4. If necessary I would, of course, defend myself and my family without hesitation. But this "natural defense" argument also seems to assume there's a good chance one will have recourse to defend oneself using lethal force. This seems like a war mentality that bears little resemblance to the world I see around me (except perhaps as more people seem to feel the need to carry machine guns and pistols into public areas to "make a statement").

    I'm sure there are specific circumstances in which one has a reason to feel threatened and that only a gun would provide defense (the woman with an unstable physically abusive ex-spouse of course comes to mind; I have personal reasons to be sympathetic to that kind of situation, and yet I have gave doubts guns would help to defuse it...). In most cases, I think the perception that living in the USA involves regular existential threat has little scientific/statistical basis, but comes from the magnification of shock-value news reports and politically-motivated fear mongering.

    Bad things can always happen, and we should try to mitigate them. But the idea that everyone needs guns to be safe leads everyone to be less safe--less safe when the unstable teen gets his mother's machine guns; when the harried dad leaves the gun unattended under the seat in the car for a minute and his 5 year old son shoots his sister; when the depressed teen guesses the combination of the gun safe and kills himself; when two guys get into a shoving match after too many beers and one heads off to his car to get the gun in the glove compartment "just to make the other guy back down."

    No one owns a gun thinking they are irresponsible and unsafe. They find out they were (if only for an instant) after the tragedy has occurred. There will always be violent people and human errors. The more guns are around, the more often those circumstances lead to deaths instead of injury...

  5. Sure, Unknown -- A great number of people reasonably make that calculation every day, and decide that the odds that they'll need a firearm to defend themselves are so vanishingly small they don't feel the need to arm themselves. For example, I don't carry a gun with me when I leave my house because I don't think I need to. But in the example you cite of the abusive ex-spouse, wow, if that woman felt that her life could be in danger, I think she's got the right to take whatever steps are necessary to protect herself.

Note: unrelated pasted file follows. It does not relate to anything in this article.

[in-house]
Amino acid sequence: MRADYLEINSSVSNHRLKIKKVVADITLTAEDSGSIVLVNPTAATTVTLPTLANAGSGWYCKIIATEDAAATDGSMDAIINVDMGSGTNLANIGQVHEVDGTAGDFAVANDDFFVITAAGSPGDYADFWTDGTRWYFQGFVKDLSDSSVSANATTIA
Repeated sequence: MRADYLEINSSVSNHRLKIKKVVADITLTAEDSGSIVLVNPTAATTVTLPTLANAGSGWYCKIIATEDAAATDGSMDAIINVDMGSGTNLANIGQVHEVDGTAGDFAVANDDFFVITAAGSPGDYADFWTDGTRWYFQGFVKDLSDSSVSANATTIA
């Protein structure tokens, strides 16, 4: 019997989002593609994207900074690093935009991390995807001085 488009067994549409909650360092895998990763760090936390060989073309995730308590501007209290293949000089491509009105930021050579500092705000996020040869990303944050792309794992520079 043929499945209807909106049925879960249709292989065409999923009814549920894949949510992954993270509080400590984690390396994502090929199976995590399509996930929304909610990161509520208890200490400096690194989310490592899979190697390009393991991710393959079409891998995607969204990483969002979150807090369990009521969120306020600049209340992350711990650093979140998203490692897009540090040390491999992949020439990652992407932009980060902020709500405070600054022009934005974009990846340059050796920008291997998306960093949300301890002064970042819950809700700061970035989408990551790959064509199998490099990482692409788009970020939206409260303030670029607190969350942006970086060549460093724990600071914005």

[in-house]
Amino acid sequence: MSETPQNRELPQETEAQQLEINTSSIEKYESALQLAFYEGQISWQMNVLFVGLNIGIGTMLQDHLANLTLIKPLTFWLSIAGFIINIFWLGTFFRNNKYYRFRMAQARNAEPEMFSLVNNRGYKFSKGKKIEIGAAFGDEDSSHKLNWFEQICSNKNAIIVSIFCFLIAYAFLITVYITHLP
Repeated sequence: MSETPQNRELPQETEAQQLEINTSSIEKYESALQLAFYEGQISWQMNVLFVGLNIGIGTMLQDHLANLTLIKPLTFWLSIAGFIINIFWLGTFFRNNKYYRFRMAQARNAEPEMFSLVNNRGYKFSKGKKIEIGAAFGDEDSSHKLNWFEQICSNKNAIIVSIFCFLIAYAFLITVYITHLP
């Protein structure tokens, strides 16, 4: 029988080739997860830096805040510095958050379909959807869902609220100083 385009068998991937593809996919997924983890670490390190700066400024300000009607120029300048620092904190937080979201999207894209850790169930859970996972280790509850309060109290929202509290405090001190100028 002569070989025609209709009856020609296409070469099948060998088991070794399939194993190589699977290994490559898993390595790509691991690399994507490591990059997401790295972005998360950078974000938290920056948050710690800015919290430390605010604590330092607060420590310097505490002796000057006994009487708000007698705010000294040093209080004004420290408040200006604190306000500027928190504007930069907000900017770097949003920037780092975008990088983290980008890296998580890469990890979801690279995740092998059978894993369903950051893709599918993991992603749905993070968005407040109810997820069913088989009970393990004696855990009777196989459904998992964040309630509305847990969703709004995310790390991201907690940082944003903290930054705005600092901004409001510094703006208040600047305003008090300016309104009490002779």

6. During this entire gun control debate... the one thing I find really scary is that it's obvious that the Democrats want to disrm our populace. But why? Surely not for our own safety, only a fool would belive that. This from the same party that supports drug abuse and abortion? Oh, and was selling confiscated guns to drug cartels... let's not forget that bit.
    It's pretty obvious Obama & Co. need to disarm us. But why? The average American is too complacent to fight any revolutions. It's would take something overwelmingly horrible to make us rise up and use those fire arms...
    And the penny drops. So ask yourselves, what could they be planning to do that makes them fear our guns? Well, let's pray to all the gods and goddesses in human history that I'm just crazy here and we don't have to find out.

  7. "Surely not for our own safety, only a fool would belive that."

    I'm not really into this debate, but still, "only a fool would belive that" doesn't seem like valid reasoning.

    Politics aside: Richard, MOO1 is one of my favourite video games, too! I don't think you can do anything amazing like that in 21st century, though. Graphics of the original were so extraordinarily simple that it somehow felt like software which a real lord of a space empire would use. I mean, flashy graphics look a bit like they've been made for Hollywood, aren't they?

  8. That's okay Unknown, I wasn't debating, merely sharing my thoughts. Also, there was a typo, "Only a fool would believe that." was what I meant to type.

    I still enjoy playing Lords of the Realm 2, an 'ancient' turn-based medievil era game where you must conquer shires, manage resources and of course conquer your opponents. Armies were raised from your civilian populace, that degraded happiness which if it got low enough for too long the shire would revolt and become independant again. It was a simple but fun game, something to let the mind relax while playing it. But if you find a copy and sit down to play... never use auto-calc to fight your battles! Especially seiges, and especially against the Royal Castles... lol